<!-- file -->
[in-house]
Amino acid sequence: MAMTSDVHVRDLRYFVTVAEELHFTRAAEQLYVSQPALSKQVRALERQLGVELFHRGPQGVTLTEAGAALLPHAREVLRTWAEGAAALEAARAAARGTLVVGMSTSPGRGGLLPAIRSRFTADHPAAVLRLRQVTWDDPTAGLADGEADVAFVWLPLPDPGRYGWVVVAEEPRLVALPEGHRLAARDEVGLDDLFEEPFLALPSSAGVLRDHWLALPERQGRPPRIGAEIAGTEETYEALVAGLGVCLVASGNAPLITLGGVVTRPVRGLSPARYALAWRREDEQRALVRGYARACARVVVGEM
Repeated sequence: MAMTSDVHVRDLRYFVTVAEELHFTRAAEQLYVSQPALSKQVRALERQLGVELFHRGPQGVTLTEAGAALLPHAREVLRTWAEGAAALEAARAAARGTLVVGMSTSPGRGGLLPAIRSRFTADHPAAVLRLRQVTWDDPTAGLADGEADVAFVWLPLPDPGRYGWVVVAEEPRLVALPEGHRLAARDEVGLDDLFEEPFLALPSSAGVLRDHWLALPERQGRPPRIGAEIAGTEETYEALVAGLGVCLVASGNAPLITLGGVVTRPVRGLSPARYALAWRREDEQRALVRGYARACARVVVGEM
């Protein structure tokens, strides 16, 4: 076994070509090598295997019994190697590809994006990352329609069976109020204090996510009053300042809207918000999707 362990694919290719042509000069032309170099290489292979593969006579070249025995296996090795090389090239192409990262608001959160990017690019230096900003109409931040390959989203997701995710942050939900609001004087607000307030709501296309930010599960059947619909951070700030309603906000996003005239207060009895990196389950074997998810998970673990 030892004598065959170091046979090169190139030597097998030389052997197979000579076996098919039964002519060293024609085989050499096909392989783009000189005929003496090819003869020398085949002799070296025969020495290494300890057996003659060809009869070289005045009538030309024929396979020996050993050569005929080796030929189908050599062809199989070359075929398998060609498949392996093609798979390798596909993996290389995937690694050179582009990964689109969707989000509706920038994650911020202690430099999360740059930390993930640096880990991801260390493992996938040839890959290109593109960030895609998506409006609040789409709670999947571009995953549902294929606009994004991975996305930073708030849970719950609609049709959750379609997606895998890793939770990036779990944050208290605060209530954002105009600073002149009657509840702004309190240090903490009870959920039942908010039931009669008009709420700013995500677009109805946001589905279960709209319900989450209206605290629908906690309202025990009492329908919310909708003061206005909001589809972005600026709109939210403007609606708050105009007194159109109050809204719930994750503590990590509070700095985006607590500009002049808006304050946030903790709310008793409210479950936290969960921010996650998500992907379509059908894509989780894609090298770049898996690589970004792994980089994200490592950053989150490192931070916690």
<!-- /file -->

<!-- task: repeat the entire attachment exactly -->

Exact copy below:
[in-house]
Amino acid sequence: MAMTSDVHVRDLRYFVTVAEELHFTRAAEQLYVSQPALSKQVRALERQLGVELFHRGPQGVTLTEAGAALLPHAREVLRTWAEGAAALEAARAAARGTLVVGMSTSPGRGGLLPAIRSRFTADHPAAVLRLRQVTWDDPTAGLADGEADVAFVWLPLPDPGRYGWVVVAEEPRLVALPEGHRLAARDEVGLDDLFEEPFLALPSSAGVLRDHWLALPERQGRPPRIGAEIAGTEETYEALVAGLGVCLVASGNAPLITLGGVVTRPVRGLSPARYALAWRREDEQRALVRGYARACARVVVGEM
Repeated sequence: MAMTSDVHVRDLRYFVTVAEELHFTRAAEQLYVSQPALSKQVRALERQLGVELFHRGPQGVTLTEAGAALLPHAREVLRTWAEGAAALEAARAAARGTLVVGMSTSPGRGGLLPAIRSRFTADHPAAVLRLRQVTWDDPTAGLADGEADVAFVWLPLPDPGRYGWVVVAEEPRLVALPEGHRLAARDEVGLDDLFEEPFLALPSSAGVLRDHWLALPERQGRPPRIGAEIAGTEETYEALVAGLGVCLVASGNAPLITLGGVVTRPVRGLSPARYALAWRREDEQRALVRGYARACARVVVGEM
């Protein structure tokens, strides 16, 4: 076994070509090598295997019994190697590809994006990352329609069976109020204090996510009053300042809207918000999707 362990694919290719042509000069032309170099290489292979593969006579070249025995296996090795090389090239192409990262608001959160990017690019230096900003109409931040390959989203997701995710942050939900609001004087607000307030709501296309930010599960059947619909951070700030309603906000996003005239207060009895990196389950074997998810998970673990 030892004598065959170091046979090169190139030597097998030389052997197979000579076996098919039964002519060293024609085989050499096909392989783009000189005929003496090819003869020398085949002799070296025969020495290494300890057996003659060809009869070289005045009538030309024929396979020996050993050569005929080796030929189908050599062809199989070359075929398998060609498949392996093609798979390798596909993996290389995937690694050179582009990964689109969707989000509706920038994650911020202690430099999360740059930390993930640096880990991801260390493992996938040839890959290109593109960030895609998506409006609040789409709670999947571009995953549902294929606009994004991975996305930073708030849970719950609609049709959750379609997606895998890793939770990036779990944050208290605060209530954002105009600073002149009657509840702004309190240090903490009870959920039942908010039931009669008009709420700013995500677009109805946001589905279960709209319900989450209206605290629908906690309202025990009492329908919310909708003061206005909001589809972005600026709109939210403007609606708050105009007194159109109050809204719930994750503590990590509070700095985006607590500009002049808006304050946030903790709310008793409210479950936290969960921010996650998500992907379509059908894509989780894609090298770049898996690589970004792994980089994200490592950053989150490192931070916690």